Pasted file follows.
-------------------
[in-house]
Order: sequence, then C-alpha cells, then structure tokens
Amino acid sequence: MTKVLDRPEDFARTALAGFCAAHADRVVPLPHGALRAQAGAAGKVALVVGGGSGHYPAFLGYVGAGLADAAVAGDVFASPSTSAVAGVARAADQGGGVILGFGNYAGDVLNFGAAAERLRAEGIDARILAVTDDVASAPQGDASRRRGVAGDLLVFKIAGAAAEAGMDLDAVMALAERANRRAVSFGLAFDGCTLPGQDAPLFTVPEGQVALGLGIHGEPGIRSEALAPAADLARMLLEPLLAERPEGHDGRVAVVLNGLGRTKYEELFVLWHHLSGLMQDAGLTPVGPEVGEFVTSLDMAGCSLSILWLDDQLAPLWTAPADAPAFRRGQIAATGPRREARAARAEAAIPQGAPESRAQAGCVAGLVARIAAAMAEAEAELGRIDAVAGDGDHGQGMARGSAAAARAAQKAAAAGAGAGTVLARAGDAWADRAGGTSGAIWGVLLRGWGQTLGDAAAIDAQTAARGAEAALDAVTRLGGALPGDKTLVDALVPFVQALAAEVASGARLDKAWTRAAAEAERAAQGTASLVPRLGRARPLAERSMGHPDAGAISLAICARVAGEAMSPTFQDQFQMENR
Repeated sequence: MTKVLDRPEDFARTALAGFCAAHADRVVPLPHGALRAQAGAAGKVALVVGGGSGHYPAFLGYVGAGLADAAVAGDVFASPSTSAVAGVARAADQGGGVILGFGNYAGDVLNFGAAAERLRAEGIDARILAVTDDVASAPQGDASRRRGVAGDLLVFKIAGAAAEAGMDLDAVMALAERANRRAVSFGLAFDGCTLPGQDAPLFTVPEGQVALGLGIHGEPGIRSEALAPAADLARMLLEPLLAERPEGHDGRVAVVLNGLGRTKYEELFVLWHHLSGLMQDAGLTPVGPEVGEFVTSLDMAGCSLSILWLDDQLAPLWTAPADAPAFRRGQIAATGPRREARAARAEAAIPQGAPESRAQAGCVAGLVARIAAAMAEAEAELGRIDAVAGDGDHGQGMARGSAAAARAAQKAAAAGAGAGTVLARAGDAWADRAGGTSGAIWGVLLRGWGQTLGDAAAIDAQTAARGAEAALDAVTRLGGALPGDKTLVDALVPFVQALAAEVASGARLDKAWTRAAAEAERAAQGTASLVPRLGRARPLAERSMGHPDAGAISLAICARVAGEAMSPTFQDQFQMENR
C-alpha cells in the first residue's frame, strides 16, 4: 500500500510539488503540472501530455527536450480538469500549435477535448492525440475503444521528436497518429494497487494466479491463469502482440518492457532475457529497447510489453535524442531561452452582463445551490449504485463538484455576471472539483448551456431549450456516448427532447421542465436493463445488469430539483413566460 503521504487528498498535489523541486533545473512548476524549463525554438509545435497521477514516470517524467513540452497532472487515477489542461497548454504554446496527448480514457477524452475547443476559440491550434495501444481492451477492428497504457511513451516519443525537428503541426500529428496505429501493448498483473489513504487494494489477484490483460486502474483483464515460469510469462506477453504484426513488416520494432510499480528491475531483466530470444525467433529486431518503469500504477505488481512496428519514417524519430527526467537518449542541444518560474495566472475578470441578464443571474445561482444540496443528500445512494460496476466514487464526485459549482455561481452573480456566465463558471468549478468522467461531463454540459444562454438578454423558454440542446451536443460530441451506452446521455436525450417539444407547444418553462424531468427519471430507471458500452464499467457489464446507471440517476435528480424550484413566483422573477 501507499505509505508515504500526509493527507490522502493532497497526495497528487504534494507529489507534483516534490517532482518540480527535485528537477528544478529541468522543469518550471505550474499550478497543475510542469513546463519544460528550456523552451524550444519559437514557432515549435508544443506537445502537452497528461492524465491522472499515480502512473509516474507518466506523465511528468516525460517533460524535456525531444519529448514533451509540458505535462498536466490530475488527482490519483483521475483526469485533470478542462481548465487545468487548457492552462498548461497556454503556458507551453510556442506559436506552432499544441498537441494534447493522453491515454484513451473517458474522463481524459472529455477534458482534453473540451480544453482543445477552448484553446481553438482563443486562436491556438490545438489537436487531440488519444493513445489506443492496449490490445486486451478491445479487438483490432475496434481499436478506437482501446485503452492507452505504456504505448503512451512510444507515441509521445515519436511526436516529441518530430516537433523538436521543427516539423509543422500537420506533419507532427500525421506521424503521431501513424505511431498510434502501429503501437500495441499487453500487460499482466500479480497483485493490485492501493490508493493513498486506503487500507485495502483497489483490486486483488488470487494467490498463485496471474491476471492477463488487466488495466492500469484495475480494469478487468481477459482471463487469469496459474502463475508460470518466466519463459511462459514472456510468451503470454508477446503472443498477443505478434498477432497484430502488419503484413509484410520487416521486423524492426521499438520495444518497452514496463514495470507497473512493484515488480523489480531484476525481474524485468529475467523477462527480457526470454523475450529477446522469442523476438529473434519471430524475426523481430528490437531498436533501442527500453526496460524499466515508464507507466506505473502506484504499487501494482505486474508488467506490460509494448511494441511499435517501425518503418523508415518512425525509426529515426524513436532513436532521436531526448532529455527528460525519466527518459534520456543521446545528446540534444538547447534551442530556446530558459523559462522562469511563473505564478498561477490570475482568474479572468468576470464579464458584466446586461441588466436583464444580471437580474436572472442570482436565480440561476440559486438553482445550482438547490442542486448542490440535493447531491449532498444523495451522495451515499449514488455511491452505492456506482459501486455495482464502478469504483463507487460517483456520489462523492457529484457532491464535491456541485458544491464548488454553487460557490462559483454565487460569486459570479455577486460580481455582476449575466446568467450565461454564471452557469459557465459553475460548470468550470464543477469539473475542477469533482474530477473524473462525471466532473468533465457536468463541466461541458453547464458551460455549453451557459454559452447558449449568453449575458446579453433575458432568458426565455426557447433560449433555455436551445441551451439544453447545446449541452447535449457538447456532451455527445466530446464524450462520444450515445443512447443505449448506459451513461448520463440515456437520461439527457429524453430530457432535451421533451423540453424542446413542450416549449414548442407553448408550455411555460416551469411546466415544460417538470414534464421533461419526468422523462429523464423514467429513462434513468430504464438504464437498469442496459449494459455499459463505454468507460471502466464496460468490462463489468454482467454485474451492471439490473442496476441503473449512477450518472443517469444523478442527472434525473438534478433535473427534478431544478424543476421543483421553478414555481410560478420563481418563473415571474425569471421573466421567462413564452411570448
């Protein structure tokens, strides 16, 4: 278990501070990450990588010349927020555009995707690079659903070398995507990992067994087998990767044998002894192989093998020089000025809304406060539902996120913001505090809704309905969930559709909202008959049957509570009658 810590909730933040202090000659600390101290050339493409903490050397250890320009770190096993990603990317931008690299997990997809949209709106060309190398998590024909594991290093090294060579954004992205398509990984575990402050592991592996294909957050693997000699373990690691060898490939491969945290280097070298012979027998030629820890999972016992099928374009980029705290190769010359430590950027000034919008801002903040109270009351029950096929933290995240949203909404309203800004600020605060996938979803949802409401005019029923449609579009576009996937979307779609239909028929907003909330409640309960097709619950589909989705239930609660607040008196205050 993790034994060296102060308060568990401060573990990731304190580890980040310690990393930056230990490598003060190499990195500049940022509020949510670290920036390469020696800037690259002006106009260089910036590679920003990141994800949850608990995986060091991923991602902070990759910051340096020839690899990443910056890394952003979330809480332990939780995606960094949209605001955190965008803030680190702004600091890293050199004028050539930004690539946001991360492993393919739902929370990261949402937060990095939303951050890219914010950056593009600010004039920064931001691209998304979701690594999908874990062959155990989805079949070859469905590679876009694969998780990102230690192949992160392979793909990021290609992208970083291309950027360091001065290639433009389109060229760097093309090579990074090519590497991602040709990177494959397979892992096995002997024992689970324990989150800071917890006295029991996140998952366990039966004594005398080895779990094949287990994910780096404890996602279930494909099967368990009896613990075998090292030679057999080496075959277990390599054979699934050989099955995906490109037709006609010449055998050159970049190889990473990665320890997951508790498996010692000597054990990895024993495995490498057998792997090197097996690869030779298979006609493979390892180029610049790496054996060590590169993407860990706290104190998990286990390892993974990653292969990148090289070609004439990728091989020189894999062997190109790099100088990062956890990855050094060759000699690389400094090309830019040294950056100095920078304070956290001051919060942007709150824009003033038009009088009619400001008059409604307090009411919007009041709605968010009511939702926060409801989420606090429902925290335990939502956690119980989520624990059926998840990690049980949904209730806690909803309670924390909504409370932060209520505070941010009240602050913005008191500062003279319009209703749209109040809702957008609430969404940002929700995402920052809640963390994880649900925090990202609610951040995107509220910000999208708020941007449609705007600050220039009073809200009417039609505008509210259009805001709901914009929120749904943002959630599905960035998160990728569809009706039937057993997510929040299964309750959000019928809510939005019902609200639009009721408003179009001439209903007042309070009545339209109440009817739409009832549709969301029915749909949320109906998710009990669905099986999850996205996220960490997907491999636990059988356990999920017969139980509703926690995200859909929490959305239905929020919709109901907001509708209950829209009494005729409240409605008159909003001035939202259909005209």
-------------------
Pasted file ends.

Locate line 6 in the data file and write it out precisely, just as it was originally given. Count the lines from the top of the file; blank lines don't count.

């Protein structure tokens, strides 16, 4: 278990501070990450990588010349927020555009995707690079659903070398995507990992067994087998990767044998002894192989093998020089000025809304406060539902996120913001505090809704309905969930559709909202008959049957509570009658 810590909730933040202090000659600390101290050339493409903490050397250890320009770190096993990603990317931008690299997990997809949209709106060309190398998590024909594991290093090294060579954004992205398509990984575990402050592991592996294909957050693997000699373990690691060898490939491969945290280097070298012979027998030629820890999972016992099928374009980029705290190769010359430590950027000034919008801002903040109270009351029950096929933290995240949203909404309203800004600020605060996938979803949802409401005019029923449609579009576009996937979307779609239909028929907003909330409640309960097709619950589909989705239930609660607040008196205050 993790034994060296102060308060568990401060573990990731304190580890980040310690990393930056230990490598003060190499990195500049940022509020949510670290920036390469020696800037690259002006106009260089910036590679920003990141994800949850608990995986060091991923991602902070990759910051340096020839690899990443910056890394952003979330809480332990939780995606960094949209605001955190965008803030680190702004600091890293050199004028050539930004690539946001991360492993393919739902929370990261949402937060990095939303951050890219914010950056593009600010004039920064931001691209998304979701690594999908874990062959155990989805079949070859469905590679876009694969998780990102230690192949992160392979793909990021290609992208970083291309950027360091001065290639433009389109060229760097093309090579990074090519590497991602040709990177494959397979892992096995002997024992689970324990989150800071917890006295029991996140998952366990039966004594005398080895779990094949287990994910780096404890996602279930494909099967368990009896613990075998090292030679057999080496075959277990390599054979699934050989099955995906490109037709006609010449055998050159970049190889990473990665320890997951508790498996010692000597054990990895024993495995490498057998792997090197097996690869030779298979006609493979390892180029610049790496054996060590590169993407860990706290104190998990286990390892993974990653292969990148090289070609004439990728091989020189894999062997190109790099100088990062956890990855050094060759000699690389400094090309830019040294950056100095920078304070956290001051919060942007709150824009003033038009009088009619400001008059409604307090009411919007009041709605968010009511939702926060409801989420606090429902925290335990939502956690119980989520624990059926998840990690049980949904209730806690909803309670924390909504409370932060209520505070941010009240602050913005008191500062003279319009209703749209109040809702957008609430969404940002929700995402920052809640963390994880649900925090990202609610951040995107509220910000999208708020941007449609705007600050220039009073809200009417039609505008509210259009805001709901914009929120749904943002959630599905960035998160990728569809009706039937057993997510929040299964309750959000019928809510939005019902609200639009009721408003179009001439209903007042309070009545339209109440009817739409009832549709969301029915749909949320109906998710009990669905099986999850996205996220960490997907491999636990059988356990999920017969139980509703926690995200859909929490959305239905929020919709109901907001509708209950829209009494005729409240409605008159909003001035939202259909005209």